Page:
Cleveland's police chief confirmed Wednesday morning that three women
found alive in a Seymour Avenue home were held at some point during their
captivity with chains and ropes.
In a nationally televised interview on NBC-TV's "Today" show on the neighborhood street, Chief Michael McGrath said investigators found those restraints inside the home during a search after Monday's stunning discovery that the women, Amanda Berry, Gina DeJesus and Michelle Knight, were alive after they had been missing for more than a decade.
McGrath gave the 4-minute interview to "Today" show reporter Savanah Guthrie, but the chief did not specify a time period in which the women were bound with the chains and ropes.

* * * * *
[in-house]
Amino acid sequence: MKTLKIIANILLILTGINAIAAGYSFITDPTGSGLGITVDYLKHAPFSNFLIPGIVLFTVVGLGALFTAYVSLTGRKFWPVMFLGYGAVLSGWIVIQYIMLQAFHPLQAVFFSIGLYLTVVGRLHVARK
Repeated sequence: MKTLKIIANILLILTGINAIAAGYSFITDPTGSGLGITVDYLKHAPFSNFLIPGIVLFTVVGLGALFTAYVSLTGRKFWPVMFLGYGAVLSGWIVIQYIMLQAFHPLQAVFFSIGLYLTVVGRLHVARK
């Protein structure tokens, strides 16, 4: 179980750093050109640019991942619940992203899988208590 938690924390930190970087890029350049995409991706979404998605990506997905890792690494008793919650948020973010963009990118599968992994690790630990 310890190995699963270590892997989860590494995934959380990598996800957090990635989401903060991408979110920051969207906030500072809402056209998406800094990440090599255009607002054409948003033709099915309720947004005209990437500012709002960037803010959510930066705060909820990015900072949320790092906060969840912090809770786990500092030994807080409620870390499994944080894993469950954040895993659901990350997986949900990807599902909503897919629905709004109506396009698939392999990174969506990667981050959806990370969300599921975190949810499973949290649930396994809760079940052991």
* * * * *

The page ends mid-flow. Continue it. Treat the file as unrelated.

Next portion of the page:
"We'll have a better feel for that question once the interviews with the victims are completed later today," McGrath said.
The chief also confirmed that the three brothers arrested in the aftermath of the discovery were talking to investigators and that criminal charges will be filed by city prosecutors later today.
Authorities have identified the suspects as Ariel Castro, 52, who owned the Seymour Avenue home in which the women were held; his older brother, Pedro Castro, 54, and their younger brother, Onil Castro, 50.
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